One of My Favorites: Chalk Paint

Essentials

If you aren’t yet acquainted with chalk paint, then my friends, allow me introduce you. I just know you’ll hit it off.

Chalk paint is one of my favorites for lots of reasons. It looks fabulous, it’s durable, it can be super cheap, and it works on everything! Chalk paint works best when you want to freshen up an old piece of furniture like a dinner table or a dresser. Distressing (if you’re into that kind of thing) is a breeze with chalk paint.

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Now, if you plan to use chalk paint, there are some things you need to be aware of.

First, chalk paint is very porous, so I recommend sealing it with either furniture wax or polyurethane. It may cause a rough texture that requires light sanding between coats. Second, it is very thin – much thinner then the acrylic paint or wall paint you’re used to – so it takes a few coats to get the coverage you desire. Luckily, it dries super fast so you won’t have to wait too long (~15-20 minutes) before starting your next coat.

It’s really easy to get your hands on chalk paint. With its growing popularity, many manufacturers are coming up with their own versions, but after loads of research I decided to make my own. I scoured Pinterest to find the perfect recipe, but I never stick to recipes (with admittedly mixed results, but I still think my chicken and dumplings are just as good as my MIL’s), so I tweaked it and made it my own.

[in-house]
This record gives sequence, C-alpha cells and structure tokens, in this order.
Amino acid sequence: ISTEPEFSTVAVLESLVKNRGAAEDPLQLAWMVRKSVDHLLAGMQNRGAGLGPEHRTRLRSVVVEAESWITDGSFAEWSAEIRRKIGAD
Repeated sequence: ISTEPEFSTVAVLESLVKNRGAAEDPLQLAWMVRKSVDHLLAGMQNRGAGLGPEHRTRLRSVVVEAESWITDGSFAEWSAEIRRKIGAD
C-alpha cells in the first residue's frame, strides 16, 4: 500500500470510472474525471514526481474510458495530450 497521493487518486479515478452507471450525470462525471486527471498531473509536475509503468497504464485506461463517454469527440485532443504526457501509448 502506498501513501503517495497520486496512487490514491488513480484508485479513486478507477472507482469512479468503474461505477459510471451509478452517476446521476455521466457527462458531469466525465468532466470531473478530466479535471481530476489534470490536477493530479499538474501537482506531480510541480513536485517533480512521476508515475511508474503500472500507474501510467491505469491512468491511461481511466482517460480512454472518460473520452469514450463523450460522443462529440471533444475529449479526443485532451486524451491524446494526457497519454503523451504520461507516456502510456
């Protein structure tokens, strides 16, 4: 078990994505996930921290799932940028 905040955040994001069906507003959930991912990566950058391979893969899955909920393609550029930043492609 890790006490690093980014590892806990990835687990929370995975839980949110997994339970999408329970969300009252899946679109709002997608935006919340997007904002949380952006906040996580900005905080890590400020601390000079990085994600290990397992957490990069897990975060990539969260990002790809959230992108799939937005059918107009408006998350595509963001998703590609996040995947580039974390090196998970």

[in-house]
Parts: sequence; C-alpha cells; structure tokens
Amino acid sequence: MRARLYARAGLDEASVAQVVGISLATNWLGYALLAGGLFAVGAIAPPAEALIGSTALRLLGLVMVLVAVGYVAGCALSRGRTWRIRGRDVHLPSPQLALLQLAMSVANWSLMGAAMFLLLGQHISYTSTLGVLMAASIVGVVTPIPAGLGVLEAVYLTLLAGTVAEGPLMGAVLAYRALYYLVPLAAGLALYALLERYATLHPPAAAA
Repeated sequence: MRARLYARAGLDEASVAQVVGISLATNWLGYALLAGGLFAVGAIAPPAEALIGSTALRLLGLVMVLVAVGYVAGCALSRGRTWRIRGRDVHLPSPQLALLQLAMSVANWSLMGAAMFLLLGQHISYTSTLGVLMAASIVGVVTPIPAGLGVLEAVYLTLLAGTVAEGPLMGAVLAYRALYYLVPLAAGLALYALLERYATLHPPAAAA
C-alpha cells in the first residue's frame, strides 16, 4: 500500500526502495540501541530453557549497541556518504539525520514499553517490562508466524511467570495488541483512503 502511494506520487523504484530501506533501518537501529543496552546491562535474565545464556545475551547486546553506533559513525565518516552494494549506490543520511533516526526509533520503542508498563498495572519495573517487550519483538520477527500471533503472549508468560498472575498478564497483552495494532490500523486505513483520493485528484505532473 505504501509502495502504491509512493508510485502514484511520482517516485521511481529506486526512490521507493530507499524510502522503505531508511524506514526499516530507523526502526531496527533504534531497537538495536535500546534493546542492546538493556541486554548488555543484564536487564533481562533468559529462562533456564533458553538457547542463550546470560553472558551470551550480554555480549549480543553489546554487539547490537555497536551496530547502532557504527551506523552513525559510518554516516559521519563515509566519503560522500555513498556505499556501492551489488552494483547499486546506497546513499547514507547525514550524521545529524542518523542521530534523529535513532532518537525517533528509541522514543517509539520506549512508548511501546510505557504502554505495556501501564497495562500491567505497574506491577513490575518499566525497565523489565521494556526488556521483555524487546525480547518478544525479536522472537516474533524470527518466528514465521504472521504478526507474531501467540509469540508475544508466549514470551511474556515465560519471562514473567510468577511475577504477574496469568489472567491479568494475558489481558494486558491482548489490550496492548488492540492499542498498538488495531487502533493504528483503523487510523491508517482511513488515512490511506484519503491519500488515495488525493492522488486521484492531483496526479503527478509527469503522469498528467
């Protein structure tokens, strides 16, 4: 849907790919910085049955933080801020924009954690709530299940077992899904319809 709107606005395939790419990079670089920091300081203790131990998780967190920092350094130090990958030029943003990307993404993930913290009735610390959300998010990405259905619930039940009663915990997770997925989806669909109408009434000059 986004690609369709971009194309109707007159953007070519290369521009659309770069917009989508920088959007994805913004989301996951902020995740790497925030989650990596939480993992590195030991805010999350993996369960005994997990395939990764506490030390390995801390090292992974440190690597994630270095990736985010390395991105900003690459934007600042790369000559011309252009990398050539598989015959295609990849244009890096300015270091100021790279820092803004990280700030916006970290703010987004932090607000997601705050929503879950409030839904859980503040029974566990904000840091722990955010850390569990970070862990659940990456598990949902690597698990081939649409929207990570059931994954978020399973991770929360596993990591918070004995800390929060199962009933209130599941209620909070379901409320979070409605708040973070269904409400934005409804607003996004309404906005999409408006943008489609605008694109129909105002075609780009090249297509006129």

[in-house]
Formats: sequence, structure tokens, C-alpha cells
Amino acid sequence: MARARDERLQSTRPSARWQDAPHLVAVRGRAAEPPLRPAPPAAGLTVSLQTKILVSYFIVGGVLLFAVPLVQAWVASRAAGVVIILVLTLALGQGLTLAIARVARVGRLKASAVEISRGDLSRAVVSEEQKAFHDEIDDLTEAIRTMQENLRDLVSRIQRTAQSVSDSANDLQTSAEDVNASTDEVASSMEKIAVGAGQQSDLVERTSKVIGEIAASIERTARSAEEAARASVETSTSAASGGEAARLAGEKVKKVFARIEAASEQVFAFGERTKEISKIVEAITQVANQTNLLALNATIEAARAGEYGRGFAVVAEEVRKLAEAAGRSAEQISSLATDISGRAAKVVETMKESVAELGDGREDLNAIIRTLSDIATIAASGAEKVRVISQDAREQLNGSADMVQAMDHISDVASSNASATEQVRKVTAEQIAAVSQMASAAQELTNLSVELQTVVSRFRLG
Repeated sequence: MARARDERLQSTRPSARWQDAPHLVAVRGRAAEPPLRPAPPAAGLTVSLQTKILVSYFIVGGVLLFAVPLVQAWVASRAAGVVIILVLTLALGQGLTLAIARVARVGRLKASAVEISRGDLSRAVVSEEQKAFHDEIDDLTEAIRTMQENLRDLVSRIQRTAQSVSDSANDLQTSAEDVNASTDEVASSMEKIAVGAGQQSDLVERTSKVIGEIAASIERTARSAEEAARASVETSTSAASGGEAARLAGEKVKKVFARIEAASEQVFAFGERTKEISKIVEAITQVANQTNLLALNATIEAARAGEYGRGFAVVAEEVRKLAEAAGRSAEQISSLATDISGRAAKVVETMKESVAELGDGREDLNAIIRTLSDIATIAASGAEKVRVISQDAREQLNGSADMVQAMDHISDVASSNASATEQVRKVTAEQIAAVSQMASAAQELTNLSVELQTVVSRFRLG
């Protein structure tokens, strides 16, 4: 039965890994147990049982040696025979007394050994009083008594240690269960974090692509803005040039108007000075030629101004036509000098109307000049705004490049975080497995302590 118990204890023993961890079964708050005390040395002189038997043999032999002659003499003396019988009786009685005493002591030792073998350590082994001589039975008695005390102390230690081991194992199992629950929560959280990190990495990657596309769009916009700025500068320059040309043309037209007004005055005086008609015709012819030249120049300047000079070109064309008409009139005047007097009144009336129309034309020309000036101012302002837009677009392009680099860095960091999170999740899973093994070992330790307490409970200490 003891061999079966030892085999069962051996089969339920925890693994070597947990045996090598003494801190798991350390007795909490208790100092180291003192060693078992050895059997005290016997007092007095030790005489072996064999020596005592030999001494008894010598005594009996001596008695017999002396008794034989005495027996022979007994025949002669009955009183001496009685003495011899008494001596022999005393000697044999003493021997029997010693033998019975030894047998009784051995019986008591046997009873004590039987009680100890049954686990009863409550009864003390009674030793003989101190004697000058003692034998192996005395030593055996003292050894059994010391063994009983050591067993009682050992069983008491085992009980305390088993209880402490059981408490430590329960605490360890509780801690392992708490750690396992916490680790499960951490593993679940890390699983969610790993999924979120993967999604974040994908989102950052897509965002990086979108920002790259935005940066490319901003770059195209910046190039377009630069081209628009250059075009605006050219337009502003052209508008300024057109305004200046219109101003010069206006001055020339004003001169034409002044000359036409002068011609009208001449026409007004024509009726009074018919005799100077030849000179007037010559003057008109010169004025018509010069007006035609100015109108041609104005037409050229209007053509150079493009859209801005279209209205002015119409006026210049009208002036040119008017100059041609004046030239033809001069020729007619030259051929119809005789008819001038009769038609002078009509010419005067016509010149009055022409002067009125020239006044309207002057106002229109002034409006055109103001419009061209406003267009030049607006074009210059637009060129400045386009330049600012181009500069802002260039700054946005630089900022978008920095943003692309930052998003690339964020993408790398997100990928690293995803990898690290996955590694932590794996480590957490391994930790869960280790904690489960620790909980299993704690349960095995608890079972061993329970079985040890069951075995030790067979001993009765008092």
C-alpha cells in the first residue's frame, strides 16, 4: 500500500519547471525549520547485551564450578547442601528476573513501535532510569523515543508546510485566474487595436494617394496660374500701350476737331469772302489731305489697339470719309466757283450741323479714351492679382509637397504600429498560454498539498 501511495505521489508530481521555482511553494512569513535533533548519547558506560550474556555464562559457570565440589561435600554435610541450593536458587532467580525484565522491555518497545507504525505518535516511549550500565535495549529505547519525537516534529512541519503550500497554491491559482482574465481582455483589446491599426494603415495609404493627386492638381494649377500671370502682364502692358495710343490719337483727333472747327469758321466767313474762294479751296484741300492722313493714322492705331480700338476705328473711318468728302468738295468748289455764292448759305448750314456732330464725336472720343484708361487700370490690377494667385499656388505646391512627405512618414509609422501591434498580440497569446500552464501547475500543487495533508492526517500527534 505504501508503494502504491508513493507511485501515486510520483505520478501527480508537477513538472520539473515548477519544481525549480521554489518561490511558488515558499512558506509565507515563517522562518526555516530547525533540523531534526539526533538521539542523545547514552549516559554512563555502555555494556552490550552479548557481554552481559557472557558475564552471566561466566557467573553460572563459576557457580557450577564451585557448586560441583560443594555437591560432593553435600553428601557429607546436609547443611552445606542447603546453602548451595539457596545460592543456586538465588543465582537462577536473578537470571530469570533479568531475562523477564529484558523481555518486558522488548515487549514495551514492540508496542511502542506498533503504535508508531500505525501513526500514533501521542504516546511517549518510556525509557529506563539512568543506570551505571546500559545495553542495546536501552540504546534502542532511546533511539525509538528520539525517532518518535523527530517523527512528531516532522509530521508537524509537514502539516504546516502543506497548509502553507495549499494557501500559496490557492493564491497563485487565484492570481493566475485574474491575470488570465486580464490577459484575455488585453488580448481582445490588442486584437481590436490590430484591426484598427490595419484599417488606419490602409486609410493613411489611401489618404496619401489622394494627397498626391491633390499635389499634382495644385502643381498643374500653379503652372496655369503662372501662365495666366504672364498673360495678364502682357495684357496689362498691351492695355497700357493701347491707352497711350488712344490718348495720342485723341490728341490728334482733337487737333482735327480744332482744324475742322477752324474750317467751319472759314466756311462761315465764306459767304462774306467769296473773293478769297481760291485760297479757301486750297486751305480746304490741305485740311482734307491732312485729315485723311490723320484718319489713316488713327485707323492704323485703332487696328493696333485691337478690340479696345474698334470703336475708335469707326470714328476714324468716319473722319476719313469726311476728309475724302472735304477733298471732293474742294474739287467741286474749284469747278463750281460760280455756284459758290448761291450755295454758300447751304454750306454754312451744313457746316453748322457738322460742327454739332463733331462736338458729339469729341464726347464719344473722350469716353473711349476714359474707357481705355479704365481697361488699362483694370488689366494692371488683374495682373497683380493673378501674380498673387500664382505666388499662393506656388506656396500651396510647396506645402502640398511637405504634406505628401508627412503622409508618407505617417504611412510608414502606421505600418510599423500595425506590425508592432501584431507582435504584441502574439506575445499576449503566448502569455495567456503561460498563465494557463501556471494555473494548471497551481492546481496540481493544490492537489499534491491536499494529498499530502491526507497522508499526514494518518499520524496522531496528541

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Here’s my chalk paint recipe:

1 cup paint (any color you want — this is a great opportunity to use up those samples piling up in your garage)

1/4 cup Plaster of paris

~3/4 cup of water

I mix the paint and plaster of paris together, careful to get all the lumps out and slowly add the water to the desired texture – like cream, not too thick not to thin. This may take a little experimenting. Add more water if it’s too thick or more plaster of paris if too thin. I tend to like mine a touch thicker than most recipes I’ve seen. I mix it and store it in an airtight mason jar and keep it until the plaster of paris starts to thicken in the jar. It only lasts a couple weeks, so you might want to have a couple projects lined up to stretch the batch as far as it will go.

I’ve used this recipe A LOT: side tables, picture frames, dining table, kitchen cabinets, and ceramic tile. My only complaint is a slight yellowing of the polyurethane on my white cabinets and dining table. I’m going to repaint these items and seal with wax rather then polyurethane.

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Here is a table I painted (no sanding before) for my kids’ room

I love how chalk paint can transform literally any object you want to paint. Metal, wood, glass, ceramics – it covers it all!  Definitely something I will keep in my arsenal for years to come.

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